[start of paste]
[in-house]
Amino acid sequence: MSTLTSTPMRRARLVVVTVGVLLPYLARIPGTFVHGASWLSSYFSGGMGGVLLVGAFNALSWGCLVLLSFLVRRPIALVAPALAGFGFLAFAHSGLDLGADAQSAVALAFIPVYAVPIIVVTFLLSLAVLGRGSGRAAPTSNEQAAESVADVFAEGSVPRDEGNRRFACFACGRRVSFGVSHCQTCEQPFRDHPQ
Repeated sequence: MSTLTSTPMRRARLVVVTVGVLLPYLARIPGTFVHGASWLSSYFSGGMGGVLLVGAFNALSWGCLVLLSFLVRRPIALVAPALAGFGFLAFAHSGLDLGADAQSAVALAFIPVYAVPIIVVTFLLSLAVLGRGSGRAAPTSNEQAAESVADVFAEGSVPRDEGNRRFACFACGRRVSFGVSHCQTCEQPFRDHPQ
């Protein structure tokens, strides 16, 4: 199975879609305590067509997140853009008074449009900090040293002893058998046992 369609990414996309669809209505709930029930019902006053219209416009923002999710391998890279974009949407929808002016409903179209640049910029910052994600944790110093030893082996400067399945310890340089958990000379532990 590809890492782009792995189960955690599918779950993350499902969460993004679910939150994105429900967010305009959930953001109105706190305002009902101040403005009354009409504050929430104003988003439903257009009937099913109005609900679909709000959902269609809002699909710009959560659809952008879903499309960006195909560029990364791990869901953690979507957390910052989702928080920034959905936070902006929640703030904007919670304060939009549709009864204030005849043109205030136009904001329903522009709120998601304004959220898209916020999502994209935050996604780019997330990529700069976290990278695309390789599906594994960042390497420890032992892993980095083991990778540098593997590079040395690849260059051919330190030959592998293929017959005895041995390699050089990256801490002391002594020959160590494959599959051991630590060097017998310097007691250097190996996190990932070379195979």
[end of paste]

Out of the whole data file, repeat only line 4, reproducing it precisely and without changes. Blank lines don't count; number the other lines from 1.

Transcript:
């Protein structure tokens, strides 16, 4: 199975879609305590067509997140853009008074449009900090040293002893058998046992 369609990414996309669809209505709930029930019902006053219209416009923002999710391998890279974009949407929808002016409903179209640049910029910052994600944790110093030893082996400067399945310890340089958990000379532990 590809890492782009792995189960955690599918779950993350499902969460993004679910939150994105429900967010305009959930953001109105706190305002009902101040403005009354009409504050929430104003988003439903257009009937099913109005609900679909709000959902269609809002699909710009959560659809952008879903499309960006195909560029990364791990869901953690979507957390910052989702928080920034959905936070902006929640703030904007919670304060939009549709009864204030005849043109205030136009904001329903522009709120998601304004959220898209916020999502994209935050996604780019997330990529700069976290990278695309390789599906594994960042390497420890032992892993980095083991990778540098593997590079040395690849260059051919330190030959592998293929017959005895041995390699050089990256801490002391002594020959160590494959599959051991630590060097017998310097007691250097190996996190990932070379195979």